Technology. The award, sponsored by
Microsoft, recognizes researchers under
the age of 35 who have demonstrated
significant leadership capability and had
a positive impact on the lives of women
through technology. Pottinger's research
focuses on management of data that are
not easily handled by existing databases.
Career Recognition Award for
ECE Professor
The Advanced SAR (Synthetic
Aperture Radar) Workshop is organized
biennially by the Canadian Space
Agency. At the 2007 Workshop, held in
Vancouver and sponsored by the CSA and
MacDonald Dettwiler, Ian Cumming
was honoured with a Career Recognition
Award for signicant achievements in the
area of SAR signal processing and for
training a generation of SAR specialists.
Spring 2008 Passing Notes:
NSERC Strategic Project Funding Grants Awarded
Sidney Fels (ECE), Rafeef Abugharbieh
(ECE), Dinesh Pai (CS), Robert
Bridson (CS) and Eric Vatikiotis-
Bateson (Linguistics) have been
granted $606,700 to create a complete
computer model of the human mouth,
pharynx, and larynx. The 3-year
project involves collaborations with
other specialists from UBC, University
of California, Centre National de
la Recherche Scientifique, Harvard
Medical School, and support from Zak
Technologies, McKesson Medical Image
Group, Restore Medical, Northern
Digital Inc, Haskins Laboratory, Brock
Univ., the National Institutes of Disease
and Stroke (USA), John Hopkins Univ.,
Widener Univ., Waseda Univ., and the
Japan Advanced Institute for Science
and Technology.
ECE professors Lukas Chrostowski,
Nick Jaeger, and David Pulfrey,
along with David Plant of McGill
University, have been awarded
$595,700 over three years for their
project "High-speed Transistor-
VCSELs for Optical Communications."
Supported by PMC Sierra, Crosslight,
and Versawave, the researchers aim
to develop a new low-cost, high-
performance semi-conductor laser-
transmitter technology for use in
optical communications.
Electrical engineers Robert Schober
and Lutz Lampe, along with
co-investigators Steve Hranilovic
(McMaster) and Frank Kschischang
(U of T), have won a 3-year, $542,919
grant to investigate "Free-Space
Optical (FSO) Communication
System Design." FSO communication
is a line-of-sight technology that uses
light to provide optical bandwidth
connections up to 1.25 Gigabits per
second for voice, video, and data
communication. Supporting partners
include Bell Canada, fSONA Systems
Corp., Plain tree Systems Inc., COM
DEV, Rogers Cable Communications
Inc., Nortel Government Solutions,
Novax Industries Corp., the Canadian
Space Agency, and Nanowave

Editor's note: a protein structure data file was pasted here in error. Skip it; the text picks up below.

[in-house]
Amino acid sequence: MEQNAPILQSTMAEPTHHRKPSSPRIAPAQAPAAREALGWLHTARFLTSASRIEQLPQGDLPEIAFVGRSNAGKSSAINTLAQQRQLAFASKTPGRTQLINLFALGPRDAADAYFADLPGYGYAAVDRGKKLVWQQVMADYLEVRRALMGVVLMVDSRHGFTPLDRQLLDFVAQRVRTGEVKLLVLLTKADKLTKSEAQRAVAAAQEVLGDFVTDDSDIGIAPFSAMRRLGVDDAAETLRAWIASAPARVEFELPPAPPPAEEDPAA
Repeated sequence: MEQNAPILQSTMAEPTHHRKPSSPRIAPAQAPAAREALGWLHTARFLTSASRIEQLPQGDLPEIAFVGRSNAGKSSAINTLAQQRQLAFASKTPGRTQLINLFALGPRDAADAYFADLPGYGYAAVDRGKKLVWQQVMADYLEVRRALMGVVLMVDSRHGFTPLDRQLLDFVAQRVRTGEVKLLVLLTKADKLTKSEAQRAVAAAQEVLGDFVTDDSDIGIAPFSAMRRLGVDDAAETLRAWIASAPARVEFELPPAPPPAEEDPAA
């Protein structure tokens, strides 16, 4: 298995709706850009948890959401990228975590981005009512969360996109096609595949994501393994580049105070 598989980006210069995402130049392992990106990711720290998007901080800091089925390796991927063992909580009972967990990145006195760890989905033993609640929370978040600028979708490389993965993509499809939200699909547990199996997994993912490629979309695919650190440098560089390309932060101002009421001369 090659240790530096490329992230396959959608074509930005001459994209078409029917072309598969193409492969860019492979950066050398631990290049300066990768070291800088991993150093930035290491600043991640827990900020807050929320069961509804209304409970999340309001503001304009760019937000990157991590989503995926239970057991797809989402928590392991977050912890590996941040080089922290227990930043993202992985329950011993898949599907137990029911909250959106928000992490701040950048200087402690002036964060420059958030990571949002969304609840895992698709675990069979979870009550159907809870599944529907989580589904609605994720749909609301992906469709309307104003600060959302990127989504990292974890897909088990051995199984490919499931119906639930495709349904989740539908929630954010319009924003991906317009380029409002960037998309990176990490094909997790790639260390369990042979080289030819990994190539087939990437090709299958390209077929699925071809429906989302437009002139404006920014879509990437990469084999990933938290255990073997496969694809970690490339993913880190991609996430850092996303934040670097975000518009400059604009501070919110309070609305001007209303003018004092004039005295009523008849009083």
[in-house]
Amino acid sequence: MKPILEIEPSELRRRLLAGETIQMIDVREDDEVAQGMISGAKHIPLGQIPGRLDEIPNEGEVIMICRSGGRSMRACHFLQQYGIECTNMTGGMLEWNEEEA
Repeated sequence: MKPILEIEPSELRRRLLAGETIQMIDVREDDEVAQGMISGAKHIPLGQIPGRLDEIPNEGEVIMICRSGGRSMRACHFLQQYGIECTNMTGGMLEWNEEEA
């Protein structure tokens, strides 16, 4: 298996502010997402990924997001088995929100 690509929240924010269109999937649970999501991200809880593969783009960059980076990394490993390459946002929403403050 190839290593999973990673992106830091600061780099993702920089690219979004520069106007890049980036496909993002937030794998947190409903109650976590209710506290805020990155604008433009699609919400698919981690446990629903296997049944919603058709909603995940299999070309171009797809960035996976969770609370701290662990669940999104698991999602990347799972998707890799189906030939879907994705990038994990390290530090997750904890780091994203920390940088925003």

Technologies Inc.
Robert Schober (ECE) is a co-
investigator on the project "Intelligent
Transceiver Design for IMO-OFDM
Systems," awarded to Chintha
Tellambura of the University of
Alberta. The goal of this project, with
a 3-year budget of $588,000 supported
by Bell Canada and Sierra Wireless, is
to develop intelligent signal-processing
techniques for next-generation cooperative wireless networks. Schober's
Canada Research Chair in Wireless
Communications has also been renewed.
Certain proliferative diseases, such as
diabetic retinopathy, prevent systemic
drugs from entering targeted tissue.
Mu Chiao (ME), Helen Burt
(Pharmaceutical Sciences), Shahriar
Mirabbasi (ME), and Robert
Rohling (ECE/ME) have been awarded
$348,070 over three years to develop
a microelectro-mechanical (MEMS)
based device that controls drug release
and improves cellular uptake. Their
research is support by Vancouver-based
QLT Inc.
NSERC Special Research
Opportunity Grant
Clarence de Silva (ME) has received a
Special Research Opportunity grant of
$234,000 from NSERC to carry out
research on multi-robot cooperation in
the Multidisciplinary University Research
Initiative of the United States Department
of Defense (DoD). Through separate DoD
funding, de Silva will also collaborate with
prominent researchers from Harvard, Duke,
Purdue, and Penn State universities on
"Engineering of Sensor Network Structure for
Dependable Fusion." Professor de Silva will
receive an honorary Doctor of Engineering
degree from the University of Waterloo this
spring in recognition of his pioneering contributions to the fields of control, robotics,
automation and mechatronics.
Continued on page 9
»I»C»I»C»S» Institute for Computing, Information and Cognitive Systems www.icics.ubc.ca
UBC's Institute for Computing, Information and Cognitive Systems (ICICS) is an umbrella
organization that promotes collaboration between researchers from the faculties of Applied
Science, Arts, Commerce, Education, Forestry, Medicine, and Science. ICICS supports the
collaborative computer-oriented research of more than 150 faculty members and over 800
graduate students in these faculties. ICICS researchers attract approximately $15 million in
annual grants and contracts. Their work will have a positive impact on us all in the future.
ICICS, University of British Columbia
289-2366 Main Mall,
Vancouver, BC, V6T1Z4
Writing:    Craig Wilson, ICICS Editorial Assistant;
Rick Rogers, Rogers Wordsmithing
Photos:    Janis Franklin, UBC Media Group
Design:    Jarret Kusick Hitman Creative Media Inc.
Contact:    Jake Jacobs
ICICS Publications Coordinator
ICICS, University of British Columbia
289-2366 Main Mall
Vancouver, BC, Canada, V6T 1Z4
Tel:    604.822.6894
Fax:    604.822.9013
E-mail:    info@icics.ubc.ca